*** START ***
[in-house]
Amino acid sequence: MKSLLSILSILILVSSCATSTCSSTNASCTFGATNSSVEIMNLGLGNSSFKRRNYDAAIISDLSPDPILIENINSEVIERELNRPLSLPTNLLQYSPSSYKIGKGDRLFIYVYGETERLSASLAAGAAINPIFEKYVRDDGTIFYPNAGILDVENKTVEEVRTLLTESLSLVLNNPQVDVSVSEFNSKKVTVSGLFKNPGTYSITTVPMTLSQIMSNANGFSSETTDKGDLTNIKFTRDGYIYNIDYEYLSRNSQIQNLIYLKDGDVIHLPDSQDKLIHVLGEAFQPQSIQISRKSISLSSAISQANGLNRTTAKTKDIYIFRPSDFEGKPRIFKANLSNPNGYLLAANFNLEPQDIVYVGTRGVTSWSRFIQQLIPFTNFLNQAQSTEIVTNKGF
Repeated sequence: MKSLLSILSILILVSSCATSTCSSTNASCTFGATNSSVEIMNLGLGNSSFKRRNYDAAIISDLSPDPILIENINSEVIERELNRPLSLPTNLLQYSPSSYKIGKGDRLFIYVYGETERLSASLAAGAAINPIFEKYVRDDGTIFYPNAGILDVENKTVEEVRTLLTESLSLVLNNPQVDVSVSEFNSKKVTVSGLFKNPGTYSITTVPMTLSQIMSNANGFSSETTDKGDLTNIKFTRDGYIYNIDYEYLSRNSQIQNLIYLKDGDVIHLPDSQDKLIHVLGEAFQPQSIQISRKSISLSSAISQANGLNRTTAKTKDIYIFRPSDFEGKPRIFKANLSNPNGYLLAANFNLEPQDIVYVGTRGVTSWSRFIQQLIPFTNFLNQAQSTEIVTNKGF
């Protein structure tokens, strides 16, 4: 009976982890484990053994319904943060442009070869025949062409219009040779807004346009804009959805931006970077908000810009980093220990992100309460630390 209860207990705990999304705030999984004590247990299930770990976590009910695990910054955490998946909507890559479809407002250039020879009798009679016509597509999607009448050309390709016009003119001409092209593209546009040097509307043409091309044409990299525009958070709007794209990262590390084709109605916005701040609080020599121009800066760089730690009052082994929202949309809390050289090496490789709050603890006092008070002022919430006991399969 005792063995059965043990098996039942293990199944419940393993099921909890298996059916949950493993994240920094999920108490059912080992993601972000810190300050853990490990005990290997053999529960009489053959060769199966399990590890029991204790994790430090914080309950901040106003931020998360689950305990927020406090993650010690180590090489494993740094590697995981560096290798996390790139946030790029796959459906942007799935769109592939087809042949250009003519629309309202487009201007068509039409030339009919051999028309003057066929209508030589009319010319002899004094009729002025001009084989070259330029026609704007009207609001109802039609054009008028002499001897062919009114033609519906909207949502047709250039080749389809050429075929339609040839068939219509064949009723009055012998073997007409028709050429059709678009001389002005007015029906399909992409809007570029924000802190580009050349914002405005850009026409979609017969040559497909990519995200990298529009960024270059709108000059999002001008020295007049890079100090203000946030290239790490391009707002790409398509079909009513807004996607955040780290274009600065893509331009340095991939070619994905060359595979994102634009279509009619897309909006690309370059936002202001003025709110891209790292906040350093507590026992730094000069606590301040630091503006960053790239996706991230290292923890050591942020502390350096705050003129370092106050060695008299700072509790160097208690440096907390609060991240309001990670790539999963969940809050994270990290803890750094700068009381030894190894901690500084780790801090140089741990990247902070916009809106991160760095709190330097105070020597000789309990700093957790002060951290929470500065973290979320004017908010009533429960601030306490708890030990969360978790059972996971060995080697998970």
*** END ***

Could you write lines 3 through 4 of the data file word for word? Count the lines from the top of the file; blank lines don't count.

Repeated sequence: MKSLLSILSILILVSSCATSTCSSTNASCTFGATNSSVEIMNLGLGNSSFKRRNYDAAIISDLSPDPILIENINSEVIERELNRPLSLPTNLLQYSPSSYKIGKGDRLFIYVYGETERLSASLAAGAAINPIFEKYVRDDGTIFYPNAGILDVENKTVEEVRTLLTESLSLVLNNPQVDVSVSEFNSKKVTVSGLFKNPGTYSITTVPMTLSQIMSNANGFSSETTDKGDLTNIKFTRDGYIYNIDYEYLSRNSQIQNLIYLKDGDVIHLPDSQDKLIHVLGEAFQPQSIQISRKSISLSSAISQANGLNRTTAKTKDIYIFRPSDFEGKPRIFKANLSNPNGYLLAANFNLEPQDIVYVGTRGVTSWSRFIQQLIPFTNFLNQAQSTEIVTNKGF
């Protein structure tokens, strides 16, 4: 009976982890484990053994319904943060442009070869025949062409219009040779807004346009804009959805931006970077908000810009980093220990992100309460630390 209860207990705990999304705030999984004590247990299930770990976590009910695990910054955490998946909507890559479809407002250039020879009798009679016509597509999607009448050309390709016009003119001409092209593209546009040097509307043409091309044409990299525009958070709007794209990262590390084709109605916005701040609080020599121009800066760089730690009052082994929202949309809390050289090496490789709050603890006092008070002022919430006991399969 005792063995059965043990098996039942293990199944419940393993099921909890298996059916949950493993994240920094999920108490059912080992993601972000810190300050853990490990005990290997053999529960009489053959060769199966399990590890029991204790994790430090914080309950901040106003931020998360689950305990927020406090993650010690180590090489494993740094590697995981560096290798996390790139946030790029796959459906942007799935769109592939087809042949250009003519629309309202487009201007068509039409030339009919051999028309003057066929209508030589009319010319002899004094009729002025001009084989070259330029026609704007009207609001109802039609054009008028002499001897062919009114033609519906909207949502047709250039080749389809050429075929339609040839068939219509064949009723009055012998073997007409028709050429059709678009001389002005007015029906399909992409809007570029924000802190580009050349914002405005850009026409979609017969040559497909990519995200990298529009960024270059709108000059999002001008020295007049890079100090203000946030290239790490391009707002790409398509079909009513807004996607955040780290274009600065893509331009340095991939070619994905060359595979994102634009279509009619897309909006690309370059936002202001003025709110891209790292906040350093507590026992730094000069606590301040630091503006960053790239996706991230290292923890050591942020502390350096705050003129370092106050060695008299700072509790160097208690440096907390609060991240309001990670790539999963969940809050994270990290803890750094700068009381030894190894901690500084780790801090140089741990990247902070916009809106991160760095709190330097105070020597000789309990700093957790002060951290929470500065973290979320004017908010009533429960601030306490708890030990969360978790059972996971060995080697998970």